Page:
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Urgent Action needed to Clean Up Greater Manchester’s illegal air pollution

news release

Environmental campaigners and local parents are calling for more urgent and ambitious action to clean up air in Greater Manchester, as a consultation on a future Clean Air Zone is launched today (8 October). [1]

The proposed Clean Air Zone, which would come into force from Spring 2022, would place a charge on the most polluting commercial vehicles, with vehicles that meet emission standards exempt from charges for travelling within the zone. 

However the proposed ‘Category C’ Clean Air Zone (CAZ) excludes private vehicles which make up the majority of vehicles on Greater Manchester’s roads. [2] This means it would do little to reduce air pollution on roads with high private vehicle traffic, such as Princess Parkway in Manchester where 90% of vehicles are private cars or taxis and where one school, St Ambrose primary, experiences pollution so severe that windows cannot be opened. [3]

The CAZ is being introduced to ensure Greater Manchester meets legal limits on nitrogen dioxide, with the aim of compliance by 2024, but local parents and environmental campaigners are highlighting that the law requires the limits to be met “in the shortest time possible”. [4]

Greater Manchester has the highest rates of emergency admissions to hospital for asthma in the whole country – Central Manchester and North Manchester NHS trusts have emergency admissions at double the national average. [5] And evidence shows that the most vulnerable people and those living in disadvantaged areas are at greater risk from air pollution.

Catherine Thomson from Manchester Friends of the Earth said:

“Air pollution is responsible for thousands of premature deaths each year in Greater Manchester and places a huge burden on the NHS, affecting children, older people and those living in disadvantaged areas the most.

“A Clean Air Zone is needed to meet legal limits in the shortest time possible, but it makes no sense that Greater Manchester’s CAZ will not include private vehicles. We need more ambitious action on our dirty air crisis including an end to road-building schemes and new measures to help people out of their cars and onto cleaner forms of transport.”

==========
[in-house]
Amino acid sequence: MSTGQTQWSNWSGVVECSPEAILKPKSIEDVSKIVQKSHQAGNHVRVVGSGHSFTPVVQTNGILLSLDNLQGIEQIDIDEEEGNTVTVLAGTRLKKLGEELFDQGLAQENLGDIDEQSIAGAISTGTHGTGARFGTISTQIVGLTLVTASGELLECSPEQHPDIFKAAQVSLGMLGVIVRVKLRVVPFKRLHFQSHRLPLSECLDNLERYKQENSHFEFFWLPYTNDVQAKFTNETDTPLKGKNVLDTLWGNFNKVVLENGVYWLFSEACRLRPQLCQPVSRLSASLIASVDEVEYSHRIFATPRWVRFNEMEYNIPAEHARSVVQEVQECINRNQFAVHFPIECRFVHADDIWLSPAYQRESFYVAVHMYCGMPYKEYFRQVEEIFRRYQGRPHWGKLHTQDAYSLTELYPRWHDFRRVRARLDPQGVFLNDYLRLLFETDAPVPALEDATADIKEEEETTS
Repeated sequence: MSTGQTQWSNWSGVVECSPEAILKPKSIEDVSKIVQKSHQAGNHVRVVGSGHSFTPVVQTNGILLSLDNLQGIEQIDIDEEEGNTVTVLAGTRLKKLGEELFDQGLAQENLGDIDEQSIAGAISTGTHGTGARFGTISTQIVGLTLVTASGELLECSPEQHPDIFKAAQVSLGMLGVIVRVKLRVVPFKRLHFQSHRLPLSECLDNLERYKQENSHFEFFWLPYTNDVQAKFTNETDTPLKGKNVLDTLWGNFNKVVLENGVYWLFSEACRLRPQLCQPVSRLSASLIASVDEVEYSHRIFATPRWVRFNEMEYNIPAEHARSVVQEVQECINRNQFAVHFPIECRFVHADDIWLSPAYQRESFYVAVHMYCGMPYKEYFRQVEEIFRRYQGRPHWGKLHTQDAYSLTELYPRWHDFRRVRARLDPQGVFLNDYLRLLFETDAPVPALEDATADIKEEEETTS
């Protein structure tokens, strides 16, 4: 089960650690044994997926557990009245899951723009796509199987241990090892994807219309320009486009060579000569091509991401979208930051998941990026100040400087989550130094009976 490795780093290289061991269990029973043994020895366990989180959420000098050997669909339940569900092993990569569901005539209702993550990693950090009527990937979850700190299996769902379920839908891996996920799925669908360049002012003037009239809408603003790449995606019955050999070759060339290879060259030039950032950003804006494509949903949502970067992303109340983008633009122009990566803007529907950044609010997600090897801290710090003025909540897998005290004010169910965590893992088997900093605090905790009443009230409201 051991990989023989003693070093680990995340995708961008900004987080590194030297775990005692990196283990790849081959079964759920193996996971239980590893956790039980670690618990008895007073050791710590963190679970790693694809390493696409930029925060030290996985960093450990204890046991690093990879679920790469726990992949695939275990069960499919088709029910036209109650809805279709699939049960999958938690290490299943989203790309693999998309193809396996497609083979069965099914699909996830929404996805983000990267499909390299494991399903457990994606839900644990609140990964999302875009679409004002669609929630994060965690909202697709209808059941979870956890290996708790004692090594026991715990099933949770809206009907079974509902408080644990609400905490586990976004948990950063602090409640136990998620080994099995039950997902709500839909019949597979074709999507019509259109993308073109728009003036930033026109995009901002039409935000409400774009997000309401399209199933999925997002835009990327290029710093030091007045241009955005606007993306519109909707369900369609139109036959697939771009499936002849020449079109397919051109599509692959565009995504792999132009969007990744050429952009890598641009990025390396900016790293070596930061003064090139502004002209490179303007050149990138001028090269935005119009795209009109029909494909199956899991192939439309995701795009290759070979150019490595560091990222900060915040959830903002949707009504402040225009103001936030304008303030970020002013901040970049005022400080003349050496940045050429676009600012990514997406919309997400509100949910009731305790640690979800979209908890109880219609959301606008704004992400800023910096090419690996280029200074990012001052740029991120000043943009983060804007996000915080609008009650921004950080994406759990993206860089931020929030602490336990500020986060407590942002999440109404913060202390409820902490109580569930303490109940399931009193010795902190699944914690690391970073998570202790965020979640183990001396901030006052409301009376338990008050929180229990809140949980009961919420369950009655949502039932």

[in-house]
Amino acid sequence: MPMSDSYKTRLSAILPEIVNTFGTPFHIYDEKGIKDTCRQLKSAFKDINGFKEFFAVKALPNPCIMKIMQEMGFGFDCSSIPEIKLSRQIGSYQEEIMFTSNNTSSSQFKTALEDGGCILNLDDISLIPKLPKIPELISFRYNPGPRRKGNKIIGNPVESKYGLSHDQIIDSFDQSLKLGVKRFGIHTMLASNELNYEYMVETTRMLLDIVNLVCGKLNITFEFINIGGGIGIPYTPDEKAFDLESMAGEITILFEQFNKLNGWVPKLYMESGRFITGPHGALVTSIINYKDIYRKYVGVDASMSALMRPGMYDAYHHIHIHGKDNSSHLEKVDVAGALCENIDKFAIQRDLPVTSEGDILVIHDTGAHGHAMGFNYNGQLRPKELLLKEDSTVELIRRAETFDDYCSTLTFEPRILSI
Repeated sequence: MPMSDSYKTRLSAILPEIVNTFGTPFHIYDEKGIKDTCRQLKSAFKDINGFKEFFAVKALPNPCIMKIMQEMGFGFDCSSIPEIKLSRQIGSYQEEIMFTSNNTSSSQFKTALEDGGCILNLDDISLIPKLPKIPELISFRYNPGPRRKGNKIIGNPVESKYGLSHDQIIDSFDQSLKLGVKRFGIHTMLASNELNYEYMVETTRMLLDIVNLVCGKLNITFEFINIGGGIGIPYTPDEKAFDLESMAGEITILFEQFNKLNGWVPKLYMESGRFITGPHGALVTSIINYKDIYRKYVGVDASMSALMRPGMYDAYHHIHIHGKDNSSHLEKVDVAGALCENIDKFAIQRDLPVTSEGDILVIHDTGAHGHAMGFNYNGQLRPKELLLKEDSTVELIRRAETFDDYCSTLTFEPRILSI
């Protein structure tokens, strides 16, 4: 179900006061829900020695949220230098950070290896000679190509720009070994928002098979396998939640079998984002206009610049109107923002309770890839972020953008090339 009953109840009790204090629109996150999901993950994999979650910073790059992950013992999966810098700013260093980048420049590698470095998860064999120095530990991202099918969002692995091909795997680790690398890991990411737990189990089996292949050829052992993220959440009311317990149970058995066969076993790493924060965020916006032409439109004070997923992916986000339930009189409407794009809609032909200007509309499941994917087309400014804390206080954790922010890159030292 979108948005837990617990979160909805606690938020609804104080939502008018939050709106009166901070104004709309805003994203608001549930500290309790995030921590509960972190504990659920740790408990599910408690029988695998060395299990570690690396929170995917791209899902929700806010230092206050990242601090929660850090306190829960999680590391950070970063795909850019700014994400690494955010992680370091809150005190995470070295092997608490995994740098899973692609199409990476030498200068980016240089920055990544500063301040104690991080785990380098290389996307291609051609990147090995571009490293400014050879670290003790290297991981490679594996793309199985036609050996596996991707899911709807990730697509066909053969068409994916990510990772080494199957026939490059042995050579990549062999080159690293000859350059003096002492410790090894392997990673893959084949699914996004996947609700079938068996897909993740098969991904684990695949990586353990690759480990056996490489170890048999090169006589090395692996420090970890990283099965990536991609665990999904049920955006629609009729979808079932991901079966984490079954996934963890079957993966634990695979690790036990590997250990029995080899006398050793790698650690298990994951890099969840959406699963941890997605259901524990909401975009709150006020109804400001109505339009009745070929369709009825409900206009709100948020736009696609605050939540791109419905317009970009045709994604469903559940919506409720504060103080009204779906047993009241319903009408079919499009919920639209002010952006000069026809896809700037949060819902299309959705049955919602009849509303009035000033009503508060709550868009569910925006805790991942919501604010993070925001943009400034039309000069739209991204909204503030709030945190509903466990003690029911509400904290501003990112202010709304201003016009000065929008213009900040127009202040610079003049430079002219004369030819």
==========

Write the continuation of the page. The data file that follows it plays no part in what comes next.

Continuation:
Lorenza Casini, a parent from Burnage, and member of local parents’ group Levenshulme Clean Air, said:

“Dirty air affects nearly every organ of the body and is linked to asthma, heart and lung disease, dementia and now to worsening coronavirus symptoms.

“Action to meet legal air quality limits should have happened a decade ago – our health cannot afford to wait another four years. Alongside the Clean Air Zone we need urgent action to encourage people out of cars such as through safer walking and cycling infrastructure and School Streets so that children can arrive at school free from air pollution and road danger.”

Manchester Friends of the Earth believes that there is little recognition from national Government of the scale or urgency of Greater Manchester’s air pollution crisis and we are calling for urgent action by both local and national government to quickly and drastically improve air quality including:

* Clean Air Zones which must come into effect rapidly and include all vehicle types. Effective Clean Air Zones will lead to fewer, and cleaner cars on our roads, safer streets, more welcoming neighbourhoods and, vitally, healthier lungs for our children.

* The UK must phase out high polluting diesel and petrol vehicles, more rapidly than the government propose – by 2030, rather than 2035. There must also be a government-led scrappage scheme to help people move away from the most polluting vehicles (with car club membership and alternatives to driving such as rail season tickets being offered), and motor manufacturers who have contributed to the UK’s air pollution crisis should be made to cough up to help fund such a scheme.

* Road traffic needs to be reduced – to meet climate change targets as well as those for air pollution. Traffic generating schemes such as airport expansion and road building and widening which would add to the air pollution problem must be scrapped

* Investment in clean, affordable and reliable public transport

* An improvement in infrastructure to support alternatives to driving, such as safe cycling and walking.


Contact for comments:  Pete Abel, Manchester Friends of the Earth, Mobile: 07951 642858.  Email:

Notes for Editors 
1.  See

2.  See  Private cars typically represents >70% of the vehicle movements on most roads

3.  See

4. See

5.  See

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